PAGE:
3024 Humanities and Social Sciences Building
The program in Japanese Studies coordinates a variety of campus offerings dealing with the language, history, culture, and political economy of Japan. The program is especially strong in the area of modern and contemporary Japan. In addition to courses available in the Departments of Anthropology, Economics, History, Linguistics, Literature, Music, Political Science and Sociology, qualified undergraduates also may enroll in Japan-related courses in the Graduate School of International Relations and Pacific Studies with consent of instructors.
A. Lower-Division Requirement
- Japanese language: two years lower division or the transferred equivalent:
Japanese Studies 10A-B-C
Japanese Studies 20A-B-C
- East Asian History:
- The language requirement may be waived by demonstrating the equivalent proficiency through exam.
B. Upper-Division Requirement
- Japanese language: six upper-division language courses or the transferred
Japanese Studies 100A-B-C
Japanese Studies 130A-B-C
Japanese Studies 140A-B-C
Japanese Studies 150A-B-C
Students may petition to include three upper-division language courses taken abroad under EAP or OAP.
- Japanese Studies 190 (JAPN 190): Selected Topics in Contemporary Japanese Studies. This is a seminar-style course focusing on selected topics in contemporary interdisciplinary studies of Japan. Prerequisite: upper-division standing; student must complete a minimum of one upper-division Japanese studies approved course, or consent of instructor.
- The remaining five courses must be taken from two or more different disciplines.
- Students may petition to include two nonlanguage upper-division courses taken abroad under EAP or OAP.
- Students may include one 199.
- All upper-division courses must be taken for a letter grade, with the exception of JAPN 199. Beginning in fall 2010, students who declare for the Japanese Studies major and minor will be allowed no more than one course with a D grade to count toward the program requirements. This new requirement will not apply to students who declared their major or minor prior to fall 2010.
- The language requirement can be waived by demonstrating the equivalent proficiency through exam. The required number of courses must be fulfilled by taking other nonlanguage upper-division courses.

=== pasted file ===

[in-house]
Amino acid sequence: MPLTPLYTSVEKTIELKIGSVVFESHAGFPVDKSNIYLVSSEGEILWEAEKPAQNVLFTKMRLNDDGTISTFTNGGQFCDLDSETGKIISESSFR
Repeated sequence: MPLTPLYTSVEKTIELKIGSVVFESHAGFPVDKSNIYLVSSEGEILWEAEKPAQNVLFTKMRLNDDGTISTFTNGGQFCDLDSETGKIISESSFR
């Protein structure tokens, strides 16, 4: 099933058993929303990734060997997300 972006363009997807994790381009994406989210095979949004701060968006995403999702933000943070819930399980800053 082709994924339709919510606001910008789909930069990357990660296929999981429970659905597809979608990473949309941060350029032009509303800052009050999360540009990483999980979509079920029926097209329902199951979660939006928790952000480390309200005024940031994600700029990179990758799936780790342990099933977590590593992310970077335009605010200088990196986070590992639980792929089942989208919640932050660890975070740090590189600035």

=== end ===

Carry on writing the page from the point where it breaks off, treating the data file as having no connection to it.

C. Honors Program
- Junior standing or higher.
- A GPA of 3.5 or better in the major.
- Overall GPA of 3.2 or better.
- Completion of at least four upper-division nonlanguage courses approved by the Program in Japanese Studies.
- Recommendation of a faculty sponsor familiar with the student’s work.
Students who qualify for honors take a two-quarter sequence Japanese Studies 196A-B (fall and winter quarters preferred) of directed study during which they define a research project, carry out the research, and complete an honors thesis.
The completed honors thesis will be evaluated by a committee consisting of the student’s thesis adviser and one other faculty member appointed by the Program in Japanese Studies director.
A minor in Japanese studies consists of at least fifteen units of Japanese language (lower or upper division) and at least sixteen units of upper-division nonlanguage course work taken from two or more departments. Students may use one nonlanguage course taken abroad. All courses to be used for the minor must be approved by the Program in Japanese Studies and must be taken for a letter grade. Beginning in fall 2010, students who declare for the Japanese studies major and minor will be allowed no more than one course with a D grade to count towards the program requirement. This new requirement will not apply to students who declared their major or minor prior to fall 2010. Students who are already beyond first- and second-year language levels will be placed in one of our upper-division Japanese language courses, Written Japanese (100A-B-C), Third-Year Japanese (130A-B-C), Fourth-Year Japanese (140A-B-C), or Advanced Japanese (150A-B-C), and will be required to take four upper-division language courses and three upper-division nonlanguage courses. The language requirement can be waived by demonstrating the equivalent proficiency through exam. The required number of courses must be fulfilled by taking other nonlanguage, upper-division courses.